Tips for when your toddler tosses his toys
Many parents would, I'm sure, agree that the most embarrassing and dreaded event that can be experienced with a two-year-old is the supermarket temper tantrum.
he screaming little body with flailing arms and legs can be totally unmanageable. Tantrums tend to occur at crucial times in a child's development and they usually result from:
● Frustration at not having the words to make themselves understood.
● Confusion because they don't understand what we're saying or asking.
● Struggling to solve problems such as getting a stuck toy loose or a sock on.
● Lacking the motor skills to do things that other people can do such as reaching up to a shelf or drawing.
● Hunger or tiredness.
● Anxiety or discomfort.
● Stress or change in the household.
● Jealousy of a younger sibling.
● A battle of wills. Even at this age, children can have a sense, perhaps not consciously so, of how to push a parent's buttons.
Some suggestions for minimising tantrums:
● Identify what tends to trigger them and watch for the signs - hunger, boredom, over-stimulation, a time of day.
● Plan ahead. Make sure you're both fed, watered and rested and choose the best time of day to head out.
● Avoid long outings or visits where a lot of sitting still is expected or take a favourite book and toy with you
● Set reasonable limits and don't expect your child to be perfect.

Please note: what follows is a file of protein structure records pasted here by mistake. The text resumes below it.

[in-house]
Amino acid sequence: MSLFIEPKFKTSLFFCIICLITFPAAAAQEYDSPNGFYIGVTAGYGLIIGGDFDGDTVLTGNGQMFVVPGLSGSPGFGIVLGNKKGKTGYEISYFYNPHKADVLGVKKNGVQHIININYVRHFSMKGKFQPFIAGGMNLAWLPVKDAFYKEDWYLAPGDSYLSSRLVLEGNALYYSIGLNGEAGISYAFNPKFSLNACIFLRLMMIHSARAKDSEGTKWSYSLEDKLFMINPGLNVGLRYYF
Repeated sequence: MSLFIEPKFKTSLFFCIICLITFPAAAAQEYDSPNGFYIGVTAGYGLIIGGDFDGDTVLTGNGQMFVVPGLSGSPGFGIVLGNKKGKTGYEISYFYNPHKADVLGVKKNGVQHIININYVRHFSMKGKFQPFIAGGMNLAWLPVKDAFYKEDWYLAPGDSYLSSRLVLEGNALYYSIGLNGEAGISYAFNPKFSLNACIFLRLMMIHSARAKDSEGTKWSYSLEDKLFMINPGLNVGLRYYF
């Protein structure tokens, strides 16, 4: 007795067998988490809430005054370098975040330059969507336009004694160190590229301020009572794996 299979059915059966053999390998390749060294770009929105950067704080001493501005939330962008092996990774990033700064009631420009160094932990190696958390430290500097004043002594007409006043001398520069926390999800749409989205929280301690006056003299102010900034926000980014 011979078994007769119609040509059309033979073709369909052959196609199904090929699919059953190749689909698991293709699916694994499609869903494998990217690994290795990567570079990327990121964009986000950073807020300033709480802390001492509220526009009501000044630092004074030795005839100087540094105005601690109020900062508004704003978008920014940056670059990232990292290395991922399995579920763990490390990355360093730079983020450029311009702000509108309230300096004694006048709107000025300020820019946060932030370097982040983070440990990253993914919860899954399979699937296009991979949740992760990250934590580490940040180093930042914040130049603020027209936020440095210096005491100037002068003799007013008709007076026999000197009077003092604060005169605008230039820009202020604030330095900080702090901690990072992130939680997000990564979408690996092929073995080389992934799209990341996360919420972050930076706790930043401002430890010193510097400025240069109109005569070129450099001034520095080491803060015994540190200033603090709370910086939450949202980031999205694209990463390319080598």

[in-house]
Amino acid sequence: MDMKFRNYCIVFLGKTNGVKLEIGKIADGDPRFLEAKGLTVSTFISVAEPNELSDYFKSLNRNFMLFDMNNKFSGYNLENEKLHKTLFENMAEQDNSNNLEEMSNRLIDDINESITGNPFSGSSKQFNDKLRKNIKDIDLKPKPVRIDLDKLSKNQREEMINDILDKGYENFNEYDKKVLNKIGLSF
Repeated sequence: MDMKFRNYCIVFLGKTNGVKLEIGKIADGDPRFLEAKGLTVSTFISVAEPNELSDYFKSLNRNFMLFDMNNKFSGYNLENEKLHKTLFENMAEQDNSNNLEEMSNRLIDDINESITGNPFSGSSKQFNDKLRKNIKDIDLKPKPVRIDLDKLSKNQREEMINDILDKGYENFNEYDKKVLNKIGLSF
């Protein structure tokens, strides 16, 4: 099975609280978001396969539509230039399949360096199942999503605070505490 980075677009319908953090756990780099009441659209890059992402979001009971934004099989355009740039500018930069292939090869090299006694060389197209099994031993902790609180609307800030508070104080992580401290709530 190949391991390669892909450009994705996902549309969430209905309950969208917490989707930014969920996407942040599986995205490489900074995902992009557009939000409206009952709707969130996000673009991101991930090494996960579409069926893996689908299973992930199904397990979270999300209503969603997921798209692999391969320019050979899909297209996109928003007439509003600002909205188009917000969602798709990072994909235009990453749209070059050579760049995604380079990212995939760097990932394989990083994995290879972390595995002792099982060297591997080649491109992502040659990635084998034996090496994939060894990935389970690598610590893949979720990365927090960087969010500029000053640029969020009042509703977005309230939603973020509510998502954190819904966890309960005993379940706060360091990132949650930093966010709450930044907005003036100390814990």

● Give simple reasons and don't keep changing the rules.
● Daily routines give security.
● Encourage your children to use sign language words to describe how they feel or what they want.
● Get them to help in the supermarket.
● Change locations or activities as a distraction if things are getting tense.
● Don't automatically say no. Listen carefully and then decide.
● Give choice whenever possible. Bath time isn't open for debate but you can still give a choice - "It's time for your bath. Would you like me to carry the towels or will you?"
● Know what lights your fuse. You're the adult in the situation. It's not personal. It's part of growing up.
● For genuine frustration, give comfort or assistance calmly and warmly.
● Don't bother trying to reason mid- tantrum.
● Stay calm - don't allow yourself to be pushed into an explosive response.
The nature of tantrums at this age means that there's little point in punishing beyond a time-out period to regain composure. Certainly don't bribe a child to stop, or reward a child for stopping as this means the tantrum has paid off.
Frustration is a part of life and children need to learn how to handle it even if you feel, at times, that you just don't want to be involved in the process.
© Ian Munro 2014. All rights reserved.
The Timaru Herald